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Dan Ritchie
05-24-2018, 01:07 PM
Been doing this whole CG and software development thing for 35 years, and Howler for 20 years. Been sick lately, and just can't run the business and the development sides of things anymore, but don't have any kind of exit strategy. Don't want to give away free software or run some crowd funding thing.

TheLexx
05-24-2018, 01:18 PM
I'm sorry to hear of your sickness Dan and wish you all the best. I don't 100% understand what you mean by no exit strategy (eg emotional or financial, etc) and don't want to pry, but put yourself first is my advice, especially if you find you are overwhelmed by giving and not really receiving. :)

Rayek
05-24-2018, 04:21 PM
I am breaking my own rule to not participate in this forum again, because I feel your conundrum counts as an exception to (my self-imposed) rule.

First, I always enjoyed Howler, even though I never used it that much in my work, at times it gave me a tool or idea that would help me out finishing a job, so: thank you! :-)

Second, I am very sorry to hear you are in bad health, and that you can no longer maintain the business and development of Howler. My sincerest and deepest empathy. I am getting on a bit as well, and family members of mine, after running their business for over 45 years, quit their business, and it's always sad to see the end of an era. They did leave their business in the hands of a young entrepreneur, and although it is continuing, the direction is quite different, and their old customers aren't that happy with many of the changes.

Still, accept and release: the only thing certain in our lives is change, and adapting and accepting change is our only way to releasing ourselves from past chains (how deep ;-)

As for Howler's continued existence: have you cast any fishing lines to any potentially interested parties to see if anyone would be interested in taking over your Howler business? Someone might be interested in continuing Howler's development.

Is your code nicely commented and organized? Could a new developer get up and running quickly? Perhaps you could act as a mentor for a while, while migrating?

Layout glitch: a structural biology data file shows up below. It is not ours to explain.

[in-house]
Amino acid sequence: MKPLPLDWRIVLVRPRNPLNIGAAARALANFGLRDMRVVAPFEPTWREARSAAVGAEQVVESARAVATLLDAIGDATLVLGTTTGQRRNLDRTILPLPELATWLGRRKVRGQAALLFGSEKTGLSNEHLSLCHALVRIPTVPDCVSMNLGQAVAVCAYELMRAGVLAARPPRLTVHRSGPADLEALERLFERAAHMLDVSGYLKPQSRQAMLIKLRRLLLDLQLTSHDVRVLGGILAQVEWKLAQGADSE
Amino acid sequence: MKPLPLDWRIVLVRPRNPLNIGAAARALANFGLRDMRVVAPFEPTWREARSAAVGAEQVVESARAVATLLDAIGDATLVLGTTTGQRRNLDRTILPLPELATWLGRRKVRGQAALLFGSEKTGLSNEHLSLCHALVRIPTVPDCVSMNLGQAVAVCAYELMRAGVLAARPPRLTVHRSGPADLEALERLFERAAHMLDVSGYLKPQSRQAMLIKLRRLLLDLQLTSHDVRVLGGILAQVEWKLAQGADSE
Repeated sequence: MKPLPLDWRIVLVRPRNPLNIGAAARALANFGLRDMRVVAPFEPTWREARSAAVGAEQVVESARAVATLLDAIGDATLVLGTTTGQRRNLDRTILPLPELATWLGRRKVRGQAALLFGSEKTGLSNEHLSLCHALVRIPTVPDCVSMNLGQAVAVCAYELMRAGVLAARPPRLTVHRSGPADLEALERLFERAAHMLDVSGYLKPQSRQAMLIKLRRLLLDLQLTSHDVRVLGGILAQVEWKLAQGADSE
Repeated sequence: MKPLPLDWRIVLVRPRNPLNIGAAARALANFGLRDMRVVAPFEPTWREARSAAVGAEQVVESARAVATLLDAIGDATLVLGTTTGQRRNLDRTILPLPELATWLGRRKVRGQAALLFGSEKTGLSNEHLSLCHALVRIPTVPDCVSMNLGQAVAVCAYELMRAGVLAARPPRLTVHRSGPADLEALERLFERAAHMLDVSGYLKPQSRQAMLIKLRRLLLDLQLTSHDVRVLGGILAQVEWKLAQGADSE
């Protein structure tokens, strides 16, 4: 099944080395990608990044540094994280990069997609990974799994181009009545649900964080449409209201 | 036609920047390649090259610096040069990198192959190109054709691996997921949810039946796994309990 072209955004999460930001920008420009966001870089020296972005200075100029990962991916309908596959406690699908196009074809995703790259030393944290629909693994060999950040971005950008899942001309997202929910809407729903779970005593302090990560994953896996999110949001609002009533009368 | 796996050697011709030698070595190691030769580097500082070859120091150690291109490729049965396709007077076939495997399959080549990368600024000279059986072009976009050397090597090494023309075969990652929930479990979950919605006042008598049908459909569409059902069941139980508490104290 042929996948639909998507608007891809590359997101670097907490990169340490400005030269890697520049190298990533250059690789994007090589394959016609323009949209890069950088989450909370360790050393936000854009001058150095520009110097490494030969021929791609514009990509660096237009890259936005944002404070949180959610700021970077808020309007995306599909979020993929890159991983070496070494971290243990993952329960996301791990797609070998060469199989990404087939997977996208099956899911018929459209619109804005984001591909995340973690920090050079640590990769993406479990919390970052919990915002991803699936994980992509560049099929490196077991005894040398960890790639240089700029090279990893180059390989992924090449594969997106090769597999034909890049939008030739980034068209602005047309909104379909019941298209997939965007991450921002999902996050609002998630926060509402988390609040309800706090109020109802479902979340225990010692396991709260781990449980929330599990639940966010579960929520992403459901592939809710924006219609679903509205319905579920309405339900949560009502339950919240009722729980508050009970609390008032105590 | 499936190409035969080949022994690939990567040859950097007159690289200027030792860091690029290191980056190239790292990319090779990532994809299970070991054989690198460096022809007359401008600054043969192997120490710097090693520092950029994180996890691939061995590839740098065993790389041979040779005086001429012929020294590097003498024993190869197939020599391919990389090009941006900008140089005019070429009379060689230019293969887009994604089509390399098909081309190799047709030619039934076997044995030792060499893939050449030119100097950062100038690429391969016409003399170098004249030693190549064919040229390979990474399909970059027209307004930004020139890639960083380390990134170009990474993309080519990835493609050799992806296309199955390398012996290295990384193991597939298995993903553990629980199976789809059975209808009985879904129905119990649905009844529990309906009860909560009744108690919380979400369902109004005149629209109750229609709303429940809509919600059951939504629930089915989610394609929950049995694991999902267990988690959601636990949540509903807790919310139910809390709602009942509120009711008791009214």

Another thought: your painting engine is quite unique all by itself. Other parts seem very modular as well, and you may be able to license these parts to others.

You say you have no exit strategy; this is the case with many individual entrepreneurs: they wait until the very last (often too late) to sell their business. Would you be willing to sell Howler to a third party to ensure its continued development? If so, it is best not to go about it alone, and find yourself a couple of experts who will be able to value your business.

But even when you do sell your business, the new owner(s) might run it into the ground. You will have to let go at some point.

Another option is to open source Howler, and hope for the best. It worked for OpenToonz. It works really well for Krita and Blender, and they make money through all sorts of methods. But you mentioned that you don't want to give Howler away for free, or start a crowd funding thing.

Just throwing some ideas out there. I'd hate to see Howler become part of the software scrapheap. I think it is too good for that.

shrox
05-24-2018, 04:41 PM
Been doing this whole CG and software development thing for 35 years, and Howler for 20 years. Been sick lately, and just can't run the business and the development sides of things anymore, but don't have any kind of exit strategy. Don't want to give away free software or run some crowd funding thing.

Rock on friend. I know what you are experiencing to some degree.

RPSchmidt
05-25-2018, 08:21 AM
I agree strongly with Rayek on finding a professional to value your IP and individual IP assets and have them float offers for either parts or the whole.

TheLexx
05-25-2018, 09:46 AM
I thought the thread title was a reflection, now I realise it was possibly a question. Well, like all decent guys you are too honest Dan. Never publically admit that "you're done" (if considering a sale) - thread title should have been "Offers over million considered, Adobe welcome to leave message" :) Hope all works out...

Asticles
05-25-2018, 09:59 AM
Sorry to hear that. Get well man. Have you tried to talk with photoline people? Maybe they're interested.